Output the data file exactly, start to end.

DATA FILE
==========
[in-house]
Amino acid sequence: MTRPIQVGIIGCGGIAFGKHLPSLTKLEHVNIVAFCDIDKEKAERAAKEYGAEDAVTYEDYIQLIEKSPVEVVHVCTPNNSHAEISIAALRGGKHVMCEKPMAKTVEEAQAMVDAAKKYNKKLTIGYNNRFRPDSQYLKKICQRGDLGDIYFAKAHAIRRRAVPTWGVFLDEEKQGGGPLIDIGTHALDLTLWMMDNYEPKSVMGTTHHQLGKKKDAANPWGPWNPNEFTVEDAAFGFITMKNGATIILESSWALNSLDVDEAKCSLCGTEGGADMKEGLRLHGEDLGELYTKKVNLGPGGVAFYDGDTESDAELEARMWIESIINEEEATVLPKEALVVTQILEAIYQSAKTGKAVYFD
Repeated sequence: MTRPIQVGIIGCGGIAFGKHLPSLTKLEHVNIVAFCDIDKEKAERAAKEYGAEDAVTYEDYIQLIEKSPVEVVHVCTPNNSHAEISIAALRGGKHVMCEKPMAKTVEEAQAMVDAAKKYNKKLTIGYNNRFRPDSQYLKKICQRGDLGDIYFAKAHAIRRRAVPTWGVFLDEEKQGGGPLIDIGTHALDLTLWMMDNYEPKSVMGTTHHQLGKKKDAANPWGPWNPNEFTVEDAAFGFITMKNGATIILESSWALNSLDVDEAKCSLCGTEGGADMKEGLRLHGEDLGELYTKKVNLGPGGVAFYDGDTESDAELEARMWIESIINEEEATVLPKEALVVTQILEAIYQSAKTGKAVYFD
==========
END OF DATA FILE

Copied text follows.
[in-house]
Amino acid sequence: MTRPIQVGIIGCGGIAFGKHLPSLTKLEHVNIVAFCDIDKEKAERAAKEYGAEDAVTYEDYIQLIEKSPVEVVHVCTPNNSHAEISIAALRGGKHVMCEKPMAKTVEEAQAMVDAAKKYNKKLTIGYNNRFRPDSQYLKKICQRGDLGDIYFAKAHAIRRRAVPTWGVFLDEEKQGGGPLIDIGTHALDLTLWMMDNYEPKSVMGTTHHQLGKKKDAANPWGPWNPNEFTVEDAAFGFITMKNGATIILESSWALNSLDVDEAKCSLCGTEGGADMKEGLRLHGEDLGELYTKKVNLGPGGVAFYDGDTESDAELEARMWIESIINEEEATVLPKEALVVTQILEAIYQSAKTGKAVYFD
Repeated sequence: MTRPIQVGIIGCGGIAFGKHLPSLTKLEHVNIVAFCDIDKEKAERAAKEYGAEDAVTYEDYIQLIEKSPVEVVHVCTPNNSHAEISIAALRGGKHVMCEKPMAKTVEEAQAMVDAAKKYNKKLTIGYNNRFRPDSQYLKKICQRGDLGDIYFAKAHAIRRRAVPTWGVFLDEEKQGGGPLIDIGTHALDLTLWMMDNYEPKSVMGTTHHQLGKKKDAANPWGPWNPNEFTVEDAAFGFITMKNGATIILESSWALNSLDVDEAKCSLCGTEGGADMKEGLRLHGEDLGELYTKKVNLGPGGVAFYDGDTESDAELEARMWIESIINEEEATVLPKEALVVTQILEAIYQSAKTGKAVYFD